“Don’t call me Naomi,” she told them. “Call me Mara, because El Shaddai has made my life very bitter. I went away full, but the LORD has brought me back empty. Why call me Naomi? The LORD has afflicted me; El Shaddai has brought misfortune upon me.”
Naomi is a Hebrew word that means ‘pleasant’. Coming home minus two sons and a husband, Naomi didn’t feel very pleasant. Mara means ‘bitter’ — and that is how she felt. That seems fair. She had been on a very hard road. What strikes me as odd, though, is that she attributed her hurt to God. Both El Shaddai and LORD refer to the God of Israel. So, “God has made my life very bitter. God has brought me back empty. God has afflicted me. God has brought misfortune upon me.” She never says God did anything wrong here, but she believes He is responsible. By far, the most interesting thing to me is that never once, in the entire remainder of the book, does God or the author reject that claim.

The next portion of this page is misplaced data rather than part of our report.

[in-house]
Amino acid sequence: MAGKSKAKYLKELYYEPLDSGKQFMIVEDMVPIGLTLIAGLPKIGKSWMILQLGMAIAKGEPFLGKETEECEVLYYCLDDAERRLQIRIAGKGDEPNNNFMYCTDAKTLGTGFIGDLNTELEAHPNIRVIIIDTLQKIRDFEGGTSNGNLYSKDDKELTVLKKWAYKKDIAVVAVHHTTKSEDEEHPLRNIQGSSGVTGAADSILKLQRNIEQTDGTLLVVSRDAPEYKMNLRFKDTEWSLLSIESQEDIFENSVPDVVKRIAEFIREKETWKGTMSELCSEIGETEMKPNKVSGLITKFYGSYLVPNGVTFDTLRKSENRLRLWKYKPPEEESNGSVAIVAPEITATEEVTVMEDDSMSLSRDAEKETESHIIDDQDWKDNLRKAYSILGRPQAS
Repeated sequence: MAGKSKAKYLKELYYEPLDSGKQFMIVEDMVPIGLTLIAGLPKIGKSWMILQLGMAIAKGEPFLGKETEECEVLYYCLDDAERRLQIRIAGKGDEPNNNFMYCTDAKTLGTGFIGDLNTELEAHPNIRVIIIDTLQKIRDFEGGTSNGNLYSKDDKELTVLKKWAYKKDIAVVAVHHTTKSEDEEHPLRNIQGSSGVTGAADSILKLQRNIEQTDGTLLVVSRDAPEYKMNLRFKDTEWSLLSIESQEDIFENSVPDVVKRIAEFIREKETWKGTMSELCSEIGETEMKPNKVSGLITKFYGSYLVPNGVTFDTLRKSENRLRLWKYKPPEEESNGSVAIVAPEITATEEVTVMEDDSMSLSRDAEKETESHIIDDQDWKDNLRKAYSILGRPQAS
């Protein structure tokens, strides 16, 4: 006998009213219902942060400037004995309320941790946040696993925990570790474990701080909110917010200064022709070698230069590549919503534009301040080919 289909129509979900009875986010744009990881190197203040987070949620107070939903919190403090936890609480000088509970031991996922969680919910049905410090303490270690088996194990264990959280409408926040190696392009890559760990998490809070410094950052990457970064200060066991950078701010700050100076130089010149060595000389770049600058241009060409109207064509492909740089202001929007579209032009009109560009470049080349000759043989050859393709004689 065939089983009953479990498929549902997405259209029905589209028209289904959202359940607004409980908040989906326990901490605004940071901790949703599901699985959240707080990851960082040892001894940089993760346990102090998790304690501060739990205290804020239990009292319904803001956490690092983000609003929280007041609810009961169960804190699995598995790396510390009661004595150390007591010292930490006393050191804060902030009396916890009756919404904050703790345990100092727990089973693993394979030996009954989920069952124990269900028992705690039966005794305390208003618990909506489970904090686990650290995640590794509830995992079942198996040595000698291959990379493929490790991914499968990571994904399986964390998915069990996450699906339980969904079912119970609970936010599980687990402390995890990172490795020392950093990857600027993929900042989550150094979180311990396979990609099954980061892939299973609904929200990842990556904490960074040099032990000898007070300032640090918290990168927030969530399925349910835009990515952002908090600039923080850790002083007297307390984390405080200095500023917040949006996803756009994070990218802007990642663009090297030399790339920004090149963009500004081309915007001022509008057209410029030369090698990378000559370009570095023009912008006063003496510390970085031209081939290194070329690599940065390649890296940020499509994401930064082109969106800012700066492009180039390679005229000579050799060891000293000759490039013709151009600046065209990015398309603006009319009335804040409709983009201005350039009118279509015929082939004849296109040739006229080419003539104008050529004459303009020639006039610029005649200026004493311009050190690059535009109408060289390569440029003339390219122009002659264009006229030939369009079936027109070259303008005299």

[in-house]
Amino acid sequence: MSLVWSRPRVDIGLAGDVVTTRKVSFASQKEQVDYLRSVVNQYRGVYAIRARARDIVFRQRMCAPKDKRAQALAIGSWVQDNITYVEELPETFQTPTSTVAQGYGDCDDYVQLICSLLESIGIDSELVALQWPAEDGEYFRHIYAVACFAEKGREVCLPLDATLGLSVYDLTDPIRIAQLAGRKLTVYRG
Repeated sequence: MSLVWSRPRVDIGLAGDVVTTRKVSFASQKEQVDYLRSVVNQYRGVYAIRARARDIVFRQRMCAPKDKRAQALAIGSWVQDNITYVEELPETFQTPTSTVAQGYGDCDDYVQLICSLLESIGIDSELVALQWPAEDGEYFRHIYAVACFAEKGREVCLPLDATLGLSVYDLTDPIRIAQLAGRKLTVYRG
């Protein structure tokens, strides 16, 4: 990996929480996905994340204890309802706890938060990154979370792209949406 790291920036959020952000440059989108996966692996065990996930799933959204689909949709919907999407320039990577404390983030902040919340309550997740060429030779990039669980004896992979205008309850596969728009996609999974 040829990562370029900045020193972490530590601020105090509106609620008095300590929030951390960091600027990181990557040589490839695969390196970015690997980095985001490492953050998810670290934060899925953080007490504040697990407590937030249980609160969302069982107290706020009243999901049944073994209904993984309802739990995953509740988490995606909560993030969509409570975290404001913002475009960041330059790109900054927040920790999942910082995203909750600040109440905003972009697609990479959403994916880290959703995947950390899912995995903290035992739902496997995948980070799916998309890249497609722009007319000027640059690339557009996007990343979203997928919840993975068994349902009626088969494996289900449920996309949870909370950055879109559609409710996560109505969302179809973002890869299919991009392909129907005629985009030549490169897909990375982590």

I’m usually pretty reticent to lay any of my suffering on God’s shoulders, because it could be Satan, right? Or maybe someone else made choices that were wrong and it’s affecting me? Or maybe I made choices and I’m facing the consequences. Sometimes things happen for which no instigating party can be given credit. But when I hear Naomi’s assertion, I can’t help but think of Job:
Naked I came from my mother’s womb, and naked I will depart. The LORD gave and the LORD has taken away.
I remember that nowhere in the text of Job does God deny responsibility for taking away Job’s wealth and family. Here, we have more details than we do for Naomi; God actually allowed Satan to hurt Job and those he loved. In the end, it was Satan who instigated the pain, but God clearly let it happen. In fact, Satan had to ask God’s permission, so in this case, is God not ultimately responsible? Apparently, Job did not sin in thinking so.